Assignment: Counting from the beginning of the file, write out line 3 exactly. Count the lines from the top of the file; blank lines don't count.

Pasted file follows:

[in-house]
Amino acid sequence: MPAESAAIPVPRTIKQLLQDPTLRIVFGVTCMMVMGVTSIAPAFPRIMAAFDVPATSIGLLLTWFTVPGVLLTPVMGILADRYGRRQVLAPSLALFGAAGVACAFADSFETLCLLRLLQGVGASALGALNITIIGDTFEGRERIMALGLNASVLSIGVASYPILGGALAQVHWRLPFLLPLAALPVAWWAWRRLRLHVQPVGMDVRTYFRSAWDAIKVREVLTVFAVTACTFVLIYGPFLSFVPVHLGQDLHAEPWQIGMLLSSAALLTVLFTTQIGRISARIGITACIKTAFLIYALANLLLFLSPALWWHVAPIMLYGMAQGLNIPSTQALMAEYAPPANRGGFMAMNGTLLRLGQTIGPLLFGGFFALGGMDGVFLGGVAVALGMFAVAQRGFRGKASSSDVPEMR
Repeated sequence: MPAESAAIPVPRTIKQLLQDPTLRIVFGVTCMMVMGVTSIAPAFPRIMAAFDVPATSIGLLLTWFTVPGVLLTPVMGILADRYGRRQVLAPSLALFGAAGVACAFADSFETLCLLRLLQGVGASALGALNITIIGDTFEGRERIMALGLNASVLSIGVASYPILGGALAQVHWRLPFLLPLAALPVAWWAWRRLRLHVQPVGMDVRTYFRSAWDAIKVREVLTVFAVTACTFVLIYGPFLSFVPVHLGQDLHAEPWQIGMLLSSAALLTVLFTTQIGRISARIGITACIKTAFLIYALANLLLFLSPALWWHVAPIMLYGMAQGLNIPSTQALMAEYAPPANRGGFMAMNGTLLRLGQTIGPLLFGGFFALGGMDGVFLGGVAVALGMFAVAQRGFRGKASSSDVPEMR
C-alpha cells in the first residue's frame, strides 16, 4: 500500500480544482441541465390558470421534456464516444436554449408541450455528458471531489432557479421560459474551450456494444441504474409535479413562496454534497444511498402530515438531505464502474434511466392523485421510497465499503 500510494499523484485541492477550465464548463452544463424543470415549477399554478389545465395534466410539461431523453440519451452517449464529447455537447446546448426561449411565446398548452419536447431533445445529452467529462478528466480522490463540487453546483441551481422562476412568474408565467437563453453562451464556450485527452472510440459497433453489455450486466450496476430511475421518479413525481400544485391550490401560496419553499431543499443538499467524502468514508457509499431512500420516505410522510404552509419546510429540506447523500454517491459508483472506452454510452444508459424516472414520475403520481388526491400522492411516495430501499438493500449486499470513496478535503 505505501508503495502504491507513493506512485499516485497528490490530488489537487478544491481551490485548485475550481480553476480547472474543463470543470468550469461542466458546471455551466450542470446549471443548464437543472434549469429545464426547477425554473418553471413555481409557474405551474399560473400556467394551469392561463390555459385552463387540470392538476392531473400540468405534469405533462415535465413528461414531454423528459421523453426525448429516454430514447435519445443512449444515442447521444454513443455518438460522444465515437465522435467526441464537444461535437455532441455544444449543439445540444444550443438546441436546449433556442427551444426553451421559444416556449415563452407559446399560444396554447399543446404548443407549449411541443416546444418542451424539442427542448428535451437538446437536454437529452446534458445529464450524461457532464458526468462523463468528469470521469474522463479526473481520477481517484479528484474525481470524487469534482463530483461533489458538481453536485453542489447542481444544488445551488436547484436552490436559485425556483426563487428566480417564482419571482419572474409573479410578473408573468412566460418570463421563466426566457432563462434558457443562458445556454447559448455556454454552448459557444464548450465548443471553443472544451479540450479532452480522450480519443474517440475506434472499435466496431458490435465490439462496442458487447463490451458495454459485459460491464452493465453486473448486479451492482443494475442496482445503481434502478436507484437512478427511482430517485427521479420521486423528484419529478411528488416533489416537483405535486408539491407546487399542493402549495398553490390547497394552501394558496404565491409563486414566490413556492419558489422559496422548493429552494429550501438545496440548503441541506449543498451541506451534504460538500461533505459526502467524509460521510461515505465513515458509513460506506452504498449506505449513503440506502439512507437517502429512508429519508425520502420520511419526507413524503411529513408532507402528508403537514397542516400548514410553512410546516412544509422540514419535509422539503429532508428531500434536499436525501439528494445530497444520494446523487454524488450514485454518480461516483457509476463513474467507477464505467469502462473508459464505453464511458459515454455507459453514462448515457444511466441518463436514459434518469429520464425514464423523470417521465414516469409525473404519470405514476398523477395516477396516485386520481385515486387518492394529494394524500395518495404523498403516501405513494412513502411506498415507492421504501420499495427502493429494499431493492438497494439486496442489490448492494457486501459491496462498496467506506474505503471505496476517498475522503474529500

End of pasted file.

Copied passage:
Repeated sequence: MPAESAAIPVPRTIKQLLQDPTLRIVFGVTCMMVMGVTSIAPAFPRIMAAFDVPATSIGLLLTWFTVPGVLLTPVMGILADRYGRRQVLAPSLALFGAAGVACAFADSFETLCLLRLLQGVGASALGALNITIIGDTFEGRERIMALGLNASVLSIGVASYPILGGALAQVHWRLPFLLPLAALPVAWWAWRRLRLHVQPVGMDVRTYFRSAWDAIKVREVLTVFAVTACTFVLIYGPFLSFVPVHLGQDLHAEPWQIGMLLSSAALLTVLFTTQIGRISARIGITACIKTAFLIYALANLLLFLSPALWWHVAPIMLYGMAQGLNIPSTQALMAEYAPPANRGGFMAMNGTLLRLGQTIGPLLFGGFFALGGMDGVFLGGVAVALGMFAVAQRGFRGKASSSDVPEMR